Putin and Gazprom meet over EU gas supply
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Russia's Prime Minister Vladimir Putin and state-controlled Gazprom chief Alexei Miller meet to discuss the disrupted gas supplies to Europe. The European Union gets a fifth of its gas from pipelines that cross Ukraine.
AFP - Russia's powerful Prime Minister Vladimir Putin was to meet the head of state-controlled gas giant Gazprom on Monday to discuss a standoff with Ukraine that has reduced supplies to the European Union.
Putin was to meet Gazprom chief executive Alexei Miller at 1030 GMT to talk about the dispute, in which the company cut supplies to Ukraine on New Year's Day saying it was owed more than two billion dollars.
Putin warned on New Year's Eve prior to the gas cutoff that Ukraine would face "severe consequences" if it disrupted gas supplies to Europe. Gazprom has now repeatedly accused Ukraine of doing just that.
The two ex-Soviet states remain deadlocked Monday after trading accusations of manipulation and theft and after several EU countries reported drops in supplies. No face-to-face negotiations were expected.
On Sunday, Gazprom spokesman Kupriyanov said Ukraine had stolen 25 million cubic metres of gas over a 24-hour period and announced that Russia has asked the EU to provide monitoring of Ukraine's gas transit system.
The "independent monitoring" was needed after Gazprom's own monitors were not allowed to work in Ukraine, Kupriyanov said.
But the 27-member European bloc has been reluctant to get involved, with a spokesman for the European Commission telling AFP that the dispute was a "bilateral problem."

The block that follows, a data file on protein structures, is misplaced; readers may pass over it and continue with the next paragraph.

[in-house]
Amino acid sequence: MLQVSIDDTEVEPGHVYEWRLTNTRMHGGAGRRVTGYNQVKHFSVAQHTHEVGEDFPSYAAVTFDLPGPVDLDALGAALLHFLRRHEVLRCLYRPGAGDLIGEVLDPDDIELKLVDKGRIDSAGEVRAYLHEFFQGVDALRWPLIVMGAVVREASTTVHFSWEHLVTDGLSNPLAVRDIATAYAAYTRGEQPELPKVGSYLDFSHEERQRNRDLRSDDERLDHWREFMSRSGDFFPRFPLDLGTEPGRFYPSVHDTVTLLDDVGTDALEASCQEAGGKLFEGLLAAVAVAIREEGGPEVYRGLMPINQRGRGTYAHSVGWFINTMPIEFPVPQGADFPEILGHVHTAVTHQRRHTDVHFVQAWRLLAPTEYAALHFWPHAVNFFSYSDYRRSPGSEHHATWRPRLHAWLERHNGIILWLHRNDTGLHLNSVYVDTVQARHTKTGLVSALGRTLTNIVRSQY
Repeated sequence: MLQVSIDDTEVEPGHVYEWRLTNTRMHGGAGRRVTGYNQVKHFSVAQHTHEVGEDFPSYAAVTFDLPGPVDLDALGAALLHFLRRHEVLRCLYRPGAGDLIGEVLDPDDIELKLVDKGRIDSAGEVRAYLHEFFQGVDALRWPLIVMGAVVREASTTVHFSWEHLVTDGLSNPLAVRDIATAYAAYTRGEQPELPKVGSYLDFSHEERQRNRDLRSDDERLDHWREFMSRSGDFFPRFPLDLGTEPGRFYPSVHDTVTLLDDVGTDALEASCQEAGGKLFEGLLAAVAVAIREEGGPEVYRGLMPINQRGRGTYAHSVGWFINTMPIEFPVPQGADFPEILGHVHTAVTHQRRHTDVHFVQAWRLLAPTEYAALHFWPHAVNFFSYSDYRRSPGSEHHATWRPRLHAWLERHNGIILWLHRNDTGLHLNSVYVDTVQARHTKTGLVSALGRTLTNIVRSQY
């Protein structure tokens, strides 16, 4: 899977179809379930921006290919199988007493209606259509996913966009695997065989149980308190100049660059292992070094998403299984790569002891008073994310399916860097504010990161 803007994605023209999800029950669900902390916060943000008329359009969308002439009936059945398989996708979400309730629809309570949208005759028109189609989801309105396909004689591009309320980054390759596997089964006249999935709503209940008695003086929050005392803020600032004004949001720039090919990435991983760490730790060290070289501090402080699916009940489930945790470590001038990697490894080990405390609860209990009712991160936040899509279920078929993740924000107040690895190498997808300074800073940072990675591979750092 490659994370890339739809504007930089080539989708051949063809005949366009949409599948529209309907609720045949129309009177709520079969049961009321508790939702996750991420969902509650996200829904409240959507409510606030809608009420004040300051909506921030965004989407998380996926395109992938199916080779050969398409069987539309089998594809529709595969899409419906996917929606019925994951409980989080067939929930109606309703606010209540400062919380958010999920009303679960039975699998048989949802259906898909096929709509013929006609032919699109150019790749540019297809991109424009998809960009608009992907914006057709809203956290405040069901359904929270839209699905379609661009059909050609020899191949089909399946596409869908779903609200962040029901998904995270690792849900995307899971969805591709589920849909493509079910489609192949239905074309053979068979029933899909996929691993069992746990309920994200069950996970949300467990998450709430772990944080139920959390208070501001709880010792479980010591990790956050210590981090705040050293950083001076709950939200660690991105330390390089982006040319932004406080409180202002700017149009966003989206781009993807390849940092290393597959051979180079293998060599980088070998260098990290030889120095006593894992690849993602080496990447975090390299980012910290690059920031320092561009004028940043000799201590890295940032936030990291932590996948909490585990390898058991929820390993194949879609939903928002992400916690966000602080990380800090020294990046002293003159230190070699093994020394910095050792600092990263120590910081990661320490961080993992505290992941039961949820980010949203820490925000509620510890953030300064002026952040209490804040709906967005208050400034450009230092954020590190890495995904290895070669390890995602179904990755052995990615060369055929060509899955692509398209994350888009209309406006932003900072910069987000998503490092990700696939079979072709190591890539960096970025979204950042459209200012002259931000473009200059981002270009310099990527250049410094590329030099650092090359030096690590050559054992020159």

In Kiev meanwhile Ukraine's state-run gas company Naftogaz accused Gazprom of "technical manipulation" that had led to the reduction of gas supplies to Europe.
The Russian firm has insisted however that it is under no obligation to provide Ukraine with the "technical gas" needed to maintain pipeline pressure at necessary levels.
Each side has threatened lawsuits against the other and blamed the other for the breakdown in negotiations.
Russia cut supplies to Ukraine on January 1 due to delays in payment for gas supplied in November and December that it put at 1.6 billion dollars, as well as a demand for more than half a billion dollars in late-payment fines.
Several central European countries have reported shortfalls in supplies, although all say they have sufficient reserves to cope for the time being.
On Sunday, the Czech Republic said its supplies from Russia had dropped by five percent.
Earlier Romania said its supplies from Russia were 30 percent below normal, Poland said its supplies were down by 11 percent and Bulgaria said deliveries were down by between 10 and 15 percent.
Ukraine is the main route for Russian gas supplies to the EU, which relies on Russia for about a quarter of its gas needs.
Unlike a similar gas dispute in 2006, experts say EU states and Ukraine itself have accumulated sufficient gas reserves to cope without fresh Russian supplies for several weeks.
Some analysts have tied the dispute to Moscow's anger at Kiev's pro-Western government for seeking to join the NATO military alliance and for its support of Georgia during the Russian-Georgian war in August.
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